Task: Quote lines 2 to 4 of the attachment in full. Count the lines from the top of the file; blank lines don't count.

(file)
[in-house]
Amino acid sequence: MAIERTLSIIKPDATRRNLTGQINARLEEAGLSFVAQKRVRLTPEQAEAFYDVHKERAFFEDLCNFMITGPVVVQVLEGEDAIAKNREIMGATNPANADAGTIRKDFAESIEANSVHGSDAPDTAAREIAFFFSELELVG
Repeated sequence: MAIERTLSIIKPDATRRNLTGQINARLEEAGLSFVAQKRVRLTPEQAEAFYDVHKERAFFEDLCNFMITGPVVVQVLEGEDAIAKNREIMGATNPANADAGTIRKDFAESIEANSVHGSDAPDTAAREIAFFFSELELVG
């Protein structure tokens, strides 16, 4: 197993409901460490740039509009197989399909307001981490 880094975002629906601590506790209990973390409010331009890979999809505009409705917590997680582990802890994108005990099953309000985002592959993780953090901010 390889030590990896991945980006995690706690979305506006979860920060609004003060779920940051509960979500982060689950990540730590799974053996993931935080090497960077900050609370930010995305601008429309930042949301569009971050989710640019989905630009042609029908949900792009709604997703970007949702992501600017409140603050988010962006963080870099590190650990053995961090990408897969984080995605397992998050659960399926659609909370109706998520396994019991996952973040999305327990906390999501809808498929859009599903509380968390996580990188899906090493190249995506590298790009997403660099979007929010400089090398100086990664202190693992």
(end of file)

Amino acid sequence: MAIERTLSIIKPDATRRNLTGQINARLEEAGLSFVAQKRVRLTPEQAEAFYDVHKERAFFEDLCNFMITGPVVVQVLEGEDAIAKNREIMGATNPANADAGTIRKDFAESIEANSVHGSDAPDTAAREIAFFFSELELVG
Repeated sequence: MAIERTLSIIKPDATRRNLTGQINARLEEAGLSFVAQKRVRLTPEQAEAFYDVHKERAFFEDLCNFMITGPVVVQVLEGEDAIAKNREIMGATNPANADAGTIRKDFAESIEANSVHGSDAPDTAAREIAFFFSELELVG
């Protein structure tokens, strides 16, 4: 197993409901460490740039509009197989399909307001981490 880094975002629906601590506790209990973390409010331009890979999809505009409705917590997680582990802890994108005990099953309000985002592959993780953090901010 390889030590990896991945980006995690706690979305506006979860920060609004003060779920940051509960979500982060689950990540730590799974053996993931935080090497960077900050609370930010995305601008429309930042949301569009971050989710640019989905630009042609029908949900792009709604997703970007949702992501600017409140603050988010962006963080870099590190650990053995961090990408897969984080995605397992998050659960399926659609909370109706998520396994019991996952973040999305327990906390999501809808498929859009599903509380968390996580990188899906090493190249995506590298790009997403660099979007929010400089090398100086990664202190693992």